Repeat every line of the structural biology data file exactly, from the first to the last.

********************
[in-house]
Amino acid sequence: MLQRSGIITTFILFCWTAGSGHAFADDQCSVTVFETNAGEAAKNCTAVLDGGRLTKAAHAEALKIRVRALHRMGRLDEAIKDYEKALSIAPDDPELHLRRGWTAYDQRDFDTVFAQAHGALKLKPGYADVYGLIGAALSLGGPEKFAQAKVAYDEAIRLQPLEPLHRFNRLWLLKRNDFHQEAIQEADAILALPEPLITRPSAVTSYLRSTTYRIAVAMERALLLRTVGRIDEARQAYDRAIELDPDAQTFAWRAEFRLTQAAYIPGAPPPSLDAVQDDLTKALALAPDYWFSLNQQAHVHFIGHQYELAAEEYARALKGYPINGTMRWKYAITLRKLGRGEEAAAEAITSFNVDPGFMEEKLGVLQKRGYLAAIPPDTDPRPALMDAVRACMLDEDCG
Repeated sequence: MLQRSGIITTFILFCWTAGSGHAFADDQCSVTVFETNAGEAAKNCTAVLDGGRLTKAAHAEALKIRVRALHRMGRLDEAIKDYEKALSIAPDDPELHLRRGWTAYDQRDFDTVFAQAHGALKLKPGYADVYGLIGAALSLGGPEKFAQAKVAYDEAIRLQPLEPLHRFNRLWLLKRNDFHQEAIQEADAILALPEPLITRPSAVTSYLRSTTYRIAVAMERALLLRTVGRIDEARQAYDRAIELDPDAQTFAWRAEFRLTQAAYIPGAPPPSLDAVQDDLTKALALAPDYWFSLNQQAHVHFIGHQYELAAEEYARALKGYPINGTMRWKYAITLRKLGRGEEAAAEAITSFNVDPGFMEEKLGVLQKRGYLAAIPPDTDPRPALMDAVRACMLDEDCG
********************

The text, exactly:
[in-house]
Amino acid sequence: MLQRSGIITTFILFCWTAGSGHAFADDQCSVTVFETNAGEAAKNCTAVLDGGRLTKAAHAEALKIRVRALHRMGRLDEAIKDYEKALSIAPDDPELHLRRGWTAYDQRDFDTVFAQAHGALKLKPGYADVYGLIGAALSLGGPEKFAQAKVAYDEAIRLQPLEPLHRFNRLWLLKRNDFHQEAIQEADAILALPEPLITRPSAVTSYLRSTTYRIAVAMERALLLRTVGRIDEARQAYDRAIELDPDAQTFAWRAEFRLTQAAYIPGAPPPSLDAVQDDLTKALALAPDYWFSLNQQAHVHFIGHQYELAAEEYARALKGYPINGTMRWKYAITLRKLGRGEEAAAEAITSFNVDPGFMEEKLGVLQKRGYLAAIPPDTDPRPALMDAVRACMLDEDCG
Repeated sequence: MLQRSGIITTFILFCWTAGSGHAFADDQCSVTVFETNAGEAAKNCTAVLDGGRLTKAAHAEALKIRVRALHRMGRLDEAIKDYEKALSIAPDDPELHLRRGWTAYDQRDFDTVFAQAHGALKLKPGYADVYGLIGAALSLGGPEKFAQAKVAYDEAIRLQPLEPLHRFNRLWLLKRNDFHQEAIQEADAILALPEPLITRPSAVTSYLRSTTYRIAVAMERALLLRTVGRIDEARQAYDRAIELDPDAQTFAWRAEFRLTQAAYIPGAPPPSLDAVQDDLTKALALAPDYWFSLNQQAHVHFIGHQYELAAEEYARALKGYPINGTMRWKYAITLRKLGRGEEAAAEAITSFNVDPGFMEEKLGVLQKRGYLAAIPPDTDPRPALMDAVRACMLDEDCG